Wednesday, May 03, 2006
Wednesday May 3
Some great bald eagle life history info from Arthur Cleveland Bent's Life Histories of North American Birds:
On the growing eaglets:
"With the increase in size and strength comes an increase in activity, with more time devoted to play and exercise in preparation for flight. Activities begin by walking or jumping about the nest, which soon becomes trodden quite flat, picking up and playing with sticks, learning to grasp objects in the talons, and stretching and flapping their growing wings. With tail raised and head lowered the eaglet backs up to the edge of the nest and shoots its liquid excreta clear of the nest to form a "whitewashed" circle on the ground below.
"Later on the flight exercises begin in earnest, of which Dr. Herrick (1924c) writes:"
"After a while a simple routine is established--raising the wings until they seem to touch over the back, taking a few strokes and jumping; the flapping gradually comes to take their feet above the floor of the eyrie and at eight weeks of age they may be able to rise two feet or more in the air; this ability attained, they are liable to go higher and higher and in a fairly stiff breeze, which helps to sustain if not stimulate them, they begin to soar and hover. In 1922 we said "good-bye" to the Eaglets more than once before knowing the long practise they required to produce that perfect coordination of muscles and nerves which was necessary for confidence in the air. During the last week of regular eyrie life in that year they would sometimes rise to a height of fifteen feet, and soar for a full minute, going even beyond the confines of the nest and always with talons down to facilitate landing upon their return."
and on food:
"The large amount of food found in the nests of bald eagles containing young indicates that the eaglets, even when small, are fed on much the same food that the adults eat, or that the adults devour much of the food that is brought to the nest, or perhaps both. Mr. Pennock found in a nest with two very young eaglets, "certainly not over a few days old," an entire black duck, a headless black duck, and a headless mullet that had weighed 1 1/2 to 2 pounds. In another nest he found a partly eaten lesser scaup duck, and entire horned grebe, and three other grebes more or less mutilated. Mr. Nicholson says that the amount of food found in the nests is astonishing, and often much of it has not been touched. He lists rabbits, mostly marsh rabbits, other undetermined mammals, turtles, coots, Florida ducks, lesser scaup ducks, pied-billed grebes, little blue herons, snowy egrets, terns, killdeers, catfish (by far the most frequent species found and some up to 15 pounds in weight), black bass, seargeant fish, crevalle, pompano, and other fish. Under one nest he found between 40 and 60 skulls of mammals, about the size of rabbits. He has never found snakes in an eagle's nest, nor has he ever seen wool or bones of lambs, even in the heart of the sheep country. There is no doubt, however, that bald eagles do occasionally carry off lambs, as several good observers have seen them do it, and the bones have been found in and under their nests. Probably many of these were picked up dead, but sheep herders generally regard eagles as destructive enemies."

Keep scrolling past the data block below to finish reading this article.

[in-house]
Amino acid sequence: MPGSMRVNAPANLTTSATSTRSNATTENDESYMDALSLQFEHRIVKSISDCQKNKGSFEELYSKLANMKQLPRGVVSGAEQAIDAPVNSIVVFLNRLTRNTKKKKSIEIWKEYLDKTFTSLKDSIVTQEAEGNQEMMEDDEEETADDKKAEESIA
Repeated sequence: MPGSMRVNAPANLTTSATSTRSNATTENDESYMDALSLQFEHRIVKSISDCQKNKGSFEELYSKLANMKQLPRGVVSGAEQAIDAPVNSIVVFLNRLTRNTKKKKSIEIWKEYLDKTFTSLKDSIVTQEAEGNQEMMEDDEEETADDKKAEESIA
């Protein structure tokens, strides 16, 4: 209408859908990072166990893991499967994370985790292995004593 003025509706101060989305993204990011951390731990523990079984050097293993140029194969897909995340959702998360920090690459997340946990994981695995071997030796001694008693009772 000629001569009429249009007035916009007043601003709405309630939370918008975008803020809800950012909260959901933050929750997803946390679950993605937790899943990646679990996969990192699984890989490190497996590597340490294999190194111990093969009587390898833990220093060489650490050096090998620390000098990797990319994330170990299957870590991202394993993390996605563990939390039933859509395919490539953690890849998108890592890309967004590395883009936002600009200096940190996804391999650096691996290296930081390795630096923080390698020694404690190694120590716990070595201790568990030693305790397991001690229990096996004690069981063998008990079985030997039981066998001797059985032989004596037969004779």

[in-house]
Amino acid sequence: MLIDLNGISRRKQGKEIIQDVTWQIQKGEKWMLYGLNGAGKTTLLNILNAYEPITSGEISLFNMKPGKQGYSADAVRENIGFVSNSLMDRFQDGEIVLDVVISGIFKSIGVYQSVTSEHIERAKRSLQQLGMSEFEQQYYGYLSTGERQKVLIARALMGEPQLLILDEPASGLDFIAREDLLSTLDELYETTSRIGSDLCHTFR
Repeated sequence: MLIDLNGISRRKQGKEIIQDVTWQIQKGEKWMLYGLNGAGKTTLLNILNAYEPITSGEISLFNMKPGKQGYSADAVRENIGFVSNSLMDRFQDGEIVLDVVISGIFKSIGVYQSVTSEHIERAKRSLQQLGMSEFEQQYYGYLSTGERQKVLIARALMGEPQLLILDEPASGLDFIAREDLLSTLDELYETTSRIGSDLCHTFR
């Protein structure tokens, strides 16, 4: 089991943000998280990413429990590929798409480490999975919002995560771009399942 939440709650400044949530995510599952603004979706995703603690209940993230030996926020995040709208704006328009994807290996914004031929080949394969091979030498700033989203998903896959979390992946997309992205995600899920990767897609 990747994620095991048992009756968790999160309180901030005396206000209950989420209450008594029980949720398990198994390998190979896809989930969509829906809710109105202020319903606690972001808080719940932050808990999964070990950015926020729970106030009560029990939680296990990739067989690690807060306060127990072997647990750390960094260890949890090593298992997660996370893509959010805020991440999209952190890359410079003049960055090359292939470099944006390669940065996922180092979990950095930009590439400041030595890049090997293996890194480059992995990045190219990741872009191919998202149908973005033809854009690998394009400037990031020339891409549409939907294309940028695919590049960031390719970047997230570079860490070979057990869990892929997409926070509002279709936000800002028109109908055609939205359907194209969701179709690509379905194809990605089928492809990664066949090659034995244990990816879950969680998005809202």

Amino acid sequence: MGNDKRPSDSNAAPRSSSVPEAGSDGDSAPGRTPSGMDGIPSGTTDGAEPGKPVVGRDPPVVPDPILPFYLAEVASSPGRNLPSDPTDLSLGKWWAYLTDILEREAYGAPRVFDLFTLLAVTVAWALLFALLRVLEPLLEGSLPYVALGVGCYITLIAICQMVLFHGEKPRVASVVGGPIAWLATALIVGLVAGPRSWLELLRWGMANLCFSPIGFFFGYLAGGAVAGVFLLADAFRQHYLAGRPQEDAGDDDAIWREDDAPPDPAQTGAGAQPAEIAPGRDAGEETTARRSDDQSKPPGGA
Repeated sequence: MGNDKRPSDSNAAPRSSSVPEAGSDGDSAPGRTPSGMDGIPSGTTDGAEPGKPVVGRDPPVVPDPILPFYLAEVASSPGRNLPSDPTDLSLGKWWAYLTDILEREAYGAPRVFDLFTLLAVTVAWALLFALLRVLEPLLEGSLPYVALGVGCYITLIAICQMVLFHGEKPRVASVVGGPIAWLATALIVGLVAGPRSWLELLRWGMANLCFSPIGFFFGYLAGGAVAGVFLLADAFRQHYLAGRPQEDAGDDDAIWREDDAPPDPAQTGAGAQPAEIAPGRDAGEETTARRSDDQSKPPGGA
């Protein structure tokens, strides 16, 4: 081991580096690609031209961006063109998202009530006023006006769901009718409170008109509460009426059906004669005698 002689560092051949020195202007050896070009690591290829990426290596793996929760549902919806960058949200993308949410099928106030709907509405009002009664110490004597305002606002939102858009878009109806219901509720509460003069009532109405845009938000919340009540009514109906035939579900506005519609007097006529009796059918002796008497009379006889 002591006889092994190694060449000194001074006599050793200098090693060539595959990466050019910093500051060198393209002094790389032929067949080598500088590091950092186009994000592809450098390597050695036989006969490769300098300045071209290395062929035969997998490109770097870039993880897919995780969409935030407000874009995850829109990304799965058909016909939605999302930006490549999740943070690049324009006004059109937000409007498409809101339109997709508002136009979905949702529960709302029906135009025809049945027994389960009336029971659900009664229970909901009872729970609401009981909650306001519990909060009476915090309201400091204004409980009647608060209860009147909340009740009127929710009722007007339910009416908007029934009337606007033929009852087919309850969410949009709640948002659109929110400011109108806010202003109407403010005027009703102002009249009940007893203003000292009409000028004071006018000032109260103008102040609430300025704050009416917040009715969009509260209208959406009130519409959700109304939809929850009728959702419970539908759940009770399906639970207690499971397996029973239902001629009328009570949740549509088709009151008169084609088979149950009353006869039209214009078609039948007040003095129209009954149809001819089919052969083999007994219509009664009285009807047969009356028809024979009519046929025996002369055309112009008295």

at May 03, 2006